In just a few short months, Chloe Kim is poised to reign again at the Winter Games in Beijing. Before hitting the slopes, she sat down with SHAPE for their December issue and opened up about her upcoming Olympic snowboarding encore, the dark side of the spotlight and receiving hundreds of anti-Asian messages each month, and advocating for diversity to reach more young women like herself.
- On the pressures of being an Olympian: “I felt pressured to be perfect all the time, and it drained me. I was genuinely angry for a while because I was so concerned about what everyone else would think about me. It became toxic. That’s when I realized, I need to take better care of myself, and if I don’t want to do something, I can’t force myself to do it. It was very empowering for me, feeling like I finally had more control over my life. Right now I’m in a much better place.”
- On her fellow athletes speaking up about mental health: “I was really proud of Simone Biles, and Naomi Osaka as well, for prioritizing their mental health. I hope that people realize that as athletes and Olympians, we face a lot of pressure. It’s important to slow down, take a step back, and validate your emotions. Respecting yourself is so important.”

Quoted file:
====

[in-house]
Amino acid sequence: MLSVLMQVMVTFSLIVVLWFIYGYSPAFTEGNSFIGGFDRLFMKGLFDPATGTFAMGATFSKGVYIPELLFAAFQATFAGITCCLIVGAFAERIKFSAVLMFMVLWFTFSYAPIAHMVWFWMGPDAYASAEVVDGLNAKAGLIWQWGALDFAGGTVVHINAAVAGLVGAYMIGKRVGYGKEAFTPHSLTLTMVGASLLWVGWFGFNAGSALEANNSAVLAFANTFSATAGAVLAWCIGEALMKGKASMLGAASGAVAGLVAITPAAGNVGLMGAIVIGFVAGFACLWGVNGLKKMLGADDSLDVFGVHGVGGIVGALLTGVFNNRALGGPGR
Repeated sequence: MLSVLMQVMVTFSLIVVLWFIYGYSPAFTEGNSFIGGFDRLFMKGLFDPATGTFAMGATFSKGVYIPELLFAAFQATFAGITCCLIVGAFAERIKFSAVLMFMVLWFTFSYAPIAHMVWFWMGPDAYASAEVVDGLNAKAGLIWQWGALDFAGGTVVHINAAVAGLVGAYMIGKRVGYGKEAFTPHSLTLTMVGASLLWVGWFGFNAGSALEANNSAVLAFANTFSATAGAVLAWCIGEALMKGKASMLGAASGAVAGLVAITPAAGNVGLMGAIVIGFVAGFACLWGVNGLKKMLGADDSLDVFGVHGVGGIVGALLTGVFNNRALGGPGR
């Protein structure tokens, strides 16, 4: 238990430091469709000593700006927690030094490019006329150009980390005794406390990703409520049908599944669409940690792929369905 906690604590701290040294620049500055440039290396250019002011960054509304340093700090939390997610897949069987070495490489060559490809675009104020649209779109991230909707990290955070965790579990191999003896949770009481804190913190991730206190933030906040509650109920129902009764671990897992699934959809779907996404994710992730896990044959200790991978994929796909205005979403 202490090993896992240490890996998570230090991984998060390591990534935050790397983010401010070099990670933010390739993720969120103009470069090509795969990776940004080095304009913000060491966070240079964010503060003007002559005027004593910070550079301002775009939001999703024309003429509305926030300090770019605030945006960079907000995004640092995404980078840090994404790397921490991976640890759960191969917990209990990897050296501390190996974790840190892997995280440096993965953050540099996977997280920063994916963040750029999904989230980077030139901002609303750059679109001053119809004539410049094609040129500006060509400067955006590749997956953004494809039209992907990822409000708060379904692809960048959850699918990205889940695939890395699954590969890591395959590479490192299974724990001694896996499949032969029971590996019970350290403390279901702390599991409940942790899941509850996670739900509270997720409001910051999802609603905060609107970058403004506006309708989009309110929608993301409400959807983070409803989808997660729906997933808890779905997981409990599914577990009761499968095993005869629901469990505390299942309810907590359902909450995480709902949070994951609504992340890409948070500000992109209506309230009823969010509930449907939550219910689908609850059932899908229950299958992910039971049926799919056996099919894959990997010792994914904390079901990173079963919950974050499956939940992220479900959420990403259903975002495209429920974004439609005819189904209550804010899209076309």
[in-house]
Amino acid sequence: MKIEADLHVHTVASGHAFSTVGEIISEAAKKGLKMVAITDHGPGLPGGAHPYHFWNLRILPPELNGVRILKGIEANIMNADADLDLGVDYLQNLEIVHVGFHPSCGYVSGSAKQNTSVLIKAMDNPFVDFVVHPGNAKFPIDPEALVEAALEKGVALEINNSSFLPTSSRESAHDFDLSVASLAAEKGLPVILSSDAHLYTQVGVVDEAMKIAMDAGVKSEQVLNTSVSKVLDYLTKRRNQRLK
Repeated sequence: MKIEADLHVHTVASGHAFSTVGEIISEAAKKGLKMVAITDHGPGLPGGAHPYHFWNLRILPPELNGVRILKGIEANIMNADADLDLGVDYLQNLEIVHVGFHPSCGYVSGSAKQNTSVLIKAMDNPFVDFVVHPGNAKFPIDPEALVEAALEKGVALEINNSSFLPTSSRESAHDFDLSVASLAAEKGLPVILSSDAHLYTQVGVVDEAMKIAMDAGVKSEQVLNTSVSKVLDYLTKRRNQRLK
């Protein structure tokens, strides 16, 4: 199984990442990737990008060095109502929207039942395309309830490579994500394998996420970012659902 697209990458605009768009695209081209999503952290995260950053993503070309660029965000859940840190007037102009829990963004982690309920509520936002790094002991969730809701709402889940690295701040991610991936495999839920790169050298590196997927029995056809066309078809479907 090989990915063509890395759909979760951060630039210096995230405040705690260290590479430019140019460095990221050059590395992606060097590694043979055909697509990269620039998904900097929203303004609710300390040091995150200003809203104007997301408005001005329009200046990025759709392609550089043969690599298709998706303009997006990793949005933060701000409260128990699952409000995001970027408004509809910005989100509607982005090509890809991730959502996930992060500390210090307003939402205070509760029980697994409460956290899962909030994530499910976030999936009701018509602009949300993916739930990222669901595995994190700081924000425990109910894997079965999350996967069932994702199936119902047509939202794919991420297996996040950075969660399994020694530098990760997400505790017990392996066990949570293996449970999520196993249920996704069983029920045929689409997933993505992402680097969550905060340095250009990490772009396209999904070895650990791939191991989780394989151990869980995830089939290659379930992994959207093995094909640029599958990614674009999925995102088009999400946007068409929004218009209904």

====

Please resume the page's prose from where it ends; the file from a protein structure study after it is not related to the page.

- On who she becomes midair on the slopes: “I definitely think I switch mentally,” she says. “I completely tune out, and I become a different person. I’m Chloe Kim, the snowboarder. But when I’m home, I’m Chloe Kim, the Cali girl. There’s a different Chloe when I’m on snow, and I love her. She’s the best.” “I get so excited about things I enjoy, like snowboarding. It almost feels like when you’re a kid and you go to Disneyland—you don’t want to go to the bathroom because you just want to hurry to be there.”
- On the expectation that she should speak out: “In my everyday life, if something bothers me, I have to be really comfortable with a certain person to share my discomfort. So you could imagine how I felt when everyone was pressuring me to do it on social media.”
- On working with Alex Morgan, Sue Bird, and Simone Manuel to give women’s sports their due: “Growing up, I didn’t have anyone in the Asian American community to look up to in my sport,” she says. “It’s cool that we’re solving that problem and advocating for diversity so we can reach more young women like me.”
The December issue of Shape magazine is available for purchase on November 12th.
[Photo Credit: Djeneba Aduayom/Shape Magazine]
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